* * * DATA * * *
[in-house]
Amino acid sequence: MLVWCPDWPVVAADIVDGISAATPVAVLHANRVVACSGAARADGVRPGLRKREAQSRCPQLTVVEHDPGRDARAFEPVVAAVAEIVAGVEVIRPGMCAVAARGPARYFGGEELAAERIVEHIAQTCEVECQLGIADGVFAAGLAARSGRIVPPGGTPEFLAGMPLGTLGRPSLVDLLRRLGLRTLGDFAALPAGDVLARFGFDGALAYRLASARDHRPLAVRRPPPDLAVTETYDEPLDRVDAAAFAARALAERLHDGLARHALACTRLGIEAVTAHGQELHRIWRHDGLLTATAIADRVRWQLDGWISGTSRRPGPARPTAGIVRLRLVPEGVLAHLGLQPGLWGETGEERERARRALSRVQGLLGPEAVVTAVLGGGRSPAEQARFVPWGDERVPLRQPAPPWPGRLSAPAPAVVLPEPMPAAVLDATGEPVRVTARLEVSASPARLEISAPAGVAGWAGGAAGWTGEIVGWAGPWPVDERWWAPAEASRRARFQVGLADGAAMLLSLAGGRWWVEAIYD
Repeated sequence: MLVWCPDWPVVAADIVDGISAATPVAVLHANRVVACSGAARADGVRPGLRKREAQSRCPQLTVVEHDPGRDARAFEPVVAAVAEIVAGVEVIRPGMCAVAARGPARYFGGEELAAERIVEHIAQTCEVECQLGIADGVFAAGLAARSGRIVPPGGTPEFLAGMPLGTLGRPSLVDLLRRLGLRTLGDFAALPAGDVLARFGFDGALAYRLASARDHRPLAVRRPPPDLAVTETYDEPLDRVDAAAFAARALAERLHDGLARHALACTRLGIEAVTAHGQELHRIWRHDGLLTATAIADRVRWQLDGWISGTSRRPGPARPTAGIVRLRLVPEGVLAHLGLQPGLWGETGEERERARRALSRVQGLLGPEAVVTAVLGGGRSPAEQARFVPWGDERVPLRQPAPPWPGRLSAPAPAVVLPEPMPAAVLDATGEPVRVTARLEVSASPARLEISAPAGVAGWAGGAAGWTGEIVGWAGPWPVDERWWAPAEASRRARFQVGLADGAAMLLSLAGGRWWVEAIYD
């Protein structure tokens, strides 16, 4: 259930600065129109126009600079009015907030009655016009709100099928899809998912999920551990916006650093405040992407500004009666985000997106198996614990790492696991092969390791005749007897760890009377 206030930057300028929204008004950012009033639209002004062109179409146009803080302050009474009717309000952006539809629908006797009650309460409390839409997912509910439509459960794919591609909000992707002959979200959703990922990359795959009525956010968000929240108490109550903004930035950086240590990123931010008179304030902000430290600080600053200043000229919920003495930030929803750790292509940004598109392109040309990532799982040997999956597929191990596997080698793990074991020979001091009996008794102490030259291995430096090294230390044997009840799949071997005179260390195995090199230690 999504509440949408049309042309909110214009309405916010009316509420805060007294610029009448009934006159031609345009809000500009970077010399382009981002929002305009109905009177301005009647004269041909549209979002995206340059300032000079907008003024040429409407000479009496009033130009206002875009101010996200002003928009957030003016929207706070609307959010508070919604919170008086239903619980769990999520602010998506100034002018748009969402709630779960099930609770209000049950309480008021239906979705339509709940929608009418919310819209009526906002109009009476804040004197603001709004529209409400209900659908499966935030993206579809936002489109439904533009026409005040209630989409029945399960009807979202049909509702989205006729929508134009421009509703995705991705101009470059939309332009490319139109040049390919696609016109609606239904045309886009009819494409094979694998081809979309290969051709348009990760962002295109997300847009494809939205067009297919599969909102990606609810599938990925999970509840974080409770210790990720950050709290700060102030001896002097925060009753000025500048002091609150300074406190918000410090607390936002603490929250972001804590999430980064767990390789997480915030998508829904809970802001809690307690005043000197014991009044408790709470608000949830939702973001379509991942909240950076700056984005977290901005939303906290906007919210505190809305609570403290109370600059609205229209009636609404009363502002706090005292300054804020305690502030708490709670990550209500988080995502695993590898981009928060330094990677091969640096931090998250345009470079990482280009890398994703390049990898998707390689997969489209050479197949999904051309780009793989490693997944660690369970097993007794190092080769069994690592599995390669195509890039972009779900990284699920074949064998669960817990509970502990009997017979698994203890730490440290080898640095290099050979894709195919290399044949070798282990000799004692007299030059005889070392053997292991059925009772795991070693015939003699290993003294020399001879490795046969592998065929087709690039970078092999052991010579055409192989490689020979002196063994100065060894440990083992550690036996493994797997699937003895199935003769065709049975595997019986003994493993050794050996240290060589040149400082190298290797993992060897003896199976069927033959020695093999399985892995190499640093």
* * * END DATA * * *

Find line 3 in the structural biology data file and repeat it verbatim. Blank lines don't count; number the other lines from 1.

Repeated sequence: MLVWCPDWPVVAADIVDGISAATPVAVLHANRVVACSGAARADGVRPGLRKREAQSRCPQLTVVEHDPGRDARAFEPVVAAVAEIVAGVEVIRPGMCAVAARGPARYFGGEELAAERIVEHIAQTCEVECQLGIADGVFAAGLAARSGRIVPPGGTPEFLAGMPLGTLGRPSLVDLLRRLGLRTLGDFAALPAGDVLARFGFDGALAYRLASARDHRPLAVRRPPPDLAVTETYDEPLDRVDAAAFAARALAERLHDGLARHALACTRLGIEAVTAHGQELHRIWRHDGLLTATAIADRVRWQLDGWISGTSRRPGPARPTAGIVRLRLVPEGVLAHLGLQPGLWGETGEERERARRALSRVQGLLGPEAVVTAVLGGGRSPAEQARFVPWGDERVPLRQPAPPWPGRLSAPAPAVVLPEPMPAAVLDATGEPVRVTARLEVSASPARLEISAPAGVAGWAGGAAGWTGEIVGWAGPWPVDERWWAPAEASRRARFQVGLADGAAMLLSLAGGRWWVEAIYD